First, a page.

Caloric Restriction

Caloric Restriction: A Track for Longevity

If there is so much boiling around the promise of this anti-aging pill, it’s that science has come a long way in recent years. What was until recently considered impossible – for example, extending the lifespan of animal models by modifying a gene or injecting a molecule – is now possible. Several routes have been discovered to increase longevity. One of the best known is a caloric restriction . of regime slow in calories have indeed raised the lifespan of worms, flies and laboratory mice. “It also reduces the risk of cancer in rodents and primates by 70%,” says Hugo Aguilaniu. But this approach has deleterious effects in reducing fertility and healing ability. Other recent, rather spectacular studies have demonstrated the rejuvenating effect of blood transfusion of “young” mice in older mice and in particular the role of specific molecules circulating in the blood. There is also research on telomeres, located at the ends of our chromosomes and whose wear causes the degradation of our cells, as well as on free radicals, sources of oxidative stress.

All this work will potentially lead to the development of drugs that can delay specific effects of aging in humans and extend life expectancy. As a reminder, in 2015, life expectancy in France was 85 years for women and 78.9 years for men. Some think that we will all be able to live tomorrow until 120 years or beyond, for the most optimistic (see box)! These perspectives, however, raise ethical and economic issues. While waiting for the arrival of the miracle pills, it is undoubtedly by leading a healthy and active life that one can give oneself the best chances of dying young and as late as possible.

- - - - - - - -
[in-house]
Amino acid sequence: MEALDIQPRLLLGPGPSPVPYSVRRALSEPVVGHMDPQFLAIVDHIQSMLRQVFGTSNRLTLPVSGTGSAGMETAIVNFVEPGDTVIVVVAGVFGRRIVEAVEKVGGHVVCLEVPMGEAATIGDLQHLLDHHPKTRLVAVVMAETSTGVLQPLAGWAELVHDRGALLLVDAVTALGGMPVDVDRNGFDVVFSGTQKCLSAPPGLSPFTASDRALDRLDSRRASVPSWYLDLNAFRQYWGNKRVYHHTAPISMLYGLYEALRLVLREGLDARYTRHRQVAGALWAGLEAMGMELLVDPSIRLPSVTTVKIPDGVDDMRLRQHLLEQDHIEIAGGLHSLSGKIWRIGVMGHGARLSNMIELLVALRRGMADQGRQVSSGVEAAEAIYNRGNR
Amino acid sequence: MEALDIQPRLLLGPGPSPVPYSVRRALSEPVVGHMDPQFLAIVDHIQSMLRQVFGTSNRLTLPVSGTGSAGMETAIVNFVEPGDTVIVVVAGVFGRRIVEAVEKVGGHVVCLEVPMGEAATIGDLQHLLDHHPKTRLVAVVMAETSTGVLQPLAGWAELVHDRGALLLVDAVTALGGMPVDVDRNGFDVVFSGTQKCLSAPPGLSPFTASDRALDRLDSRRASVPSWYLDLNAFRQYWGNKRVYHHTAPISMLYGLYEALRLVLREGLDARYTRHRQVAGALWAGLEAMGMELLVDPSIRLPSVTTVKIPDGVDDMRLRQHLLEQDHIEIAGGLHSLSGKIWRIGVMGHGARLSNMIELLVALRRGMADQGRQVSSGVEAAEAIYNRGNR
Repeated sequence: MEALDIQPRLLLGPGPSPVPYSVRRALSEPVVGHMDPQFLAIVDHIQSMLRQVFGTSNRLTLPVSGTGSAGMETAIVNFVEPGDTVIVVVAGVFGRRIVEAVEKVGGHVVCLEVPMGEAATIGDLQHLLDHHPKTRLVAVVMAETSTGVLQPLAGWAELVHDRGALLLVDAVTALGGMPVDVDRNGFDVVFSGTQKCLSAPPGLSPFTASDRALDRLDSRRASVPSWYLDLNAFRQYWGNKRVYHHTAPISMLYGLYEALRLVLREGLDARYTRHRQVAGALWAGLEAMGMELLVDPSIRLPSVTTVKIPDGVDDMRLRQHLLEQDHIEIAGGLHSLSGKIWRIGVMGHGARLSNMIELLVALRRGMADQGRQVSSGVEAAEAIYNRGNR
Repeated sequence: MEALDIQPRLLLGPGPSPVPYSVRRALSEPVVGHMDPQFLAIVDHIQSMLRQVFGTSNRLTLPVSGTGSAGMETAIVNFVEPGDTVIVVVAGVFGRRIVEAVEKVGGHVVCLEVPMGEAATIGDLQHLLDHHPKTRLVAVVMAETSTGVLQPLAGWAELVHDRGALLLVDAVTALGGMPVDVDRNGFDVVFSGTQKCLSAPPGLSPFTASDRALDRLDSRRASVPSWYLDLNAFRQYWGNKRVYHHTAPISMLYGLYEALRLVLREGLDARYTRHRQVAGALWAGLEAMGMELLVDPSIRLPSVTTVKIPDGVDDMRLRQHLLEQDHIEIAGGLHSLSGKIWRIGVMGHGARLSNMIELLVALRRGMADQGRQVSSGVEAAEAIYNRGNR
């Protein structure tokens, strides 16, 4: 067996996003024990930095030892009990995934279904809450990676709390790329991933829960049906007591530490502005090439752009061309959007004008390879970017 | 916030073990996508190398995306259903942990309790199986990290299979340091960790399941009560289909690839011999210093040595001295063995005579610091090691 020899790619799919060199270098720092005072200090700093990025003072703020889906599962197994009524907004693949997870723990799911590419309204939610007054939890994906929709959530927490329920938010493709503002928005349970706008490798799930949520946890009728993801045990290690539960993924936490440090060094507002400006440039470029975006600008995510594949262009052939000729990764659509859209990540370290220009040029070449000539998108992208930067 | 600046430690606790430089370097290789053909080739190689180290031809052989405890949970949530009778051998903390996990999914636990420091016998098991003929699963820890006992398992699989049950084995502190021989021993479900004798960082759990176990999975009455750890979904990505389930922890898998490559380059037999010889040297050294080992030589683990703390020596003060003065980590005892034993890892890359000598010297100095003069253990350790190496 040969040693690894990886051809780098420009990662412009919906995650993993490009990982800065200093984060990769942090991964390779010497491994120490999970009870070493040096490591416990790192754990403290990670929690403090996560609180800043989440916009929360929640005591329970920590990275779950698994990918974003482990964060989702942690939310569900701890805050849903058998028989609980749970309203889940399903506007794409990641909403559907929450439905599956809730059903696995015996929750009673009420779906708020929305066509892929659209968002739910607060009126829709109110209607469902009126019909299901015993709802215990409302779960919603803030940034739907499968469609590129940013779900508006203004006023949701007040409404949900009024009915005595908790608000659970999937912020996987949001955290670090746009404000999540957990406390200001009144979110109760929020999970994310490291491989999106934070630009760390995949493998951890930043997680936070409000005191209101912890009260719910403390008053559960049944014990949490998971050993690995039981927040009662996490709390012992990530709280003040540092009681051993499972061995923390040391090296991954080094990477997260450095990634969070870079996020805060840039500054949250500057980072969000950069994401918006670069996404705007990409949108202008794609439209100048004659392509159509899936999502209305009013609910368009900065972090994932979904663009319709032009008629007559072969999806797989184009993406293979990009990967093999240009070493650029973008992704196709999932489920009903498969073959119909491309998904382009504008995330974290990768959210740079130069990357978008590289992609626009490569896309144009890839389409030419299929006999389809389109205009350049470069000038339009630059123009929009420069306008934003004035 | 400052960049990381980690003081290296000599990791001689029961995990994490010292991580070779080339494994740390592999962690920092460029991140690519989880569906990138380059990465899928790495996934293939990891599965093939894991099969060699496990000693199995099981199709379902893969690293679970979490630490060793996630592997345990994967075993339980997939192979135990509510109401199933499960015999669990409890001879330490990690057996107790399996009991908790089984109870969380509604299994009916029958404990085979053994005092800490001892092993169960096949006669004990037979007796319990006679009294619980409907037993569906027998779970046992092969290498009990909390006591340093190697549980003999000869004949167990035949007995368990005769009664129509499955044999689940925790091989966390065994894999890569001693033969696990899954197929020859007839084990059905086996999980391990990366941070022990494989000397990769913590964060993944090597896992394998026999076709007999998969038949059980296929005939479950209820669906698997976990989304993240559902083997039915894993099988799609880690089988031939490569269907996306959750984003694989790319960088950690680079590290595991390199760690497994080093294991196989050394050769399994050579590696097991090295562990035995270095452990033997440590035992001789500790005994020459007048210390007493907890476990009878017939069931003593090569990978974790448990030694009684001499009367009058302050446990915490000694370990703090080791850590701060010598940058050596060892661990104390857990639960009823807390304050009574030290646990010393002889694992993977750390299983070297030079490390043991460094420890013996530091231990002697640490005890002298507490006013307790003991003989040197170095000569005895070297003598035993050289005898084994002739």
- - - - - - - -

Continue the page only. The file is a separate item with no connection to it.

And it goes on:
Stop Aging: The Quest for Amortization

Proponents of transhumanism, a current born in the United States that advocates the use of new technologies to improve human life, think we can live beyond 120 years, up to 500 years or even 1000 years (!). “Slowing down the degradation associated with aging could be possible in twenty to thirty years because we are progressing in many areas (gene therapy, nanotechnology, microsurgery), said Didier Coeurnelle, spokesman of the French Transhumanist Association (AFT-Technoprog). We can live longer in good health and therefore die later. In the longer term, it will be possible to stop aging. The hope is to reach, not immortality, but the amortization (a life without limit) “. This opinion is however far from being shared by all researchers. “Scientifically, there is nothing to say that we can all live much more than 120 years, says Patrick Gaudray, geneticist, director of research at the CNRS and member of the National Consultative Ethics Committee (CCNE). The so-called quest for immortality is for my fantasy and illusion. “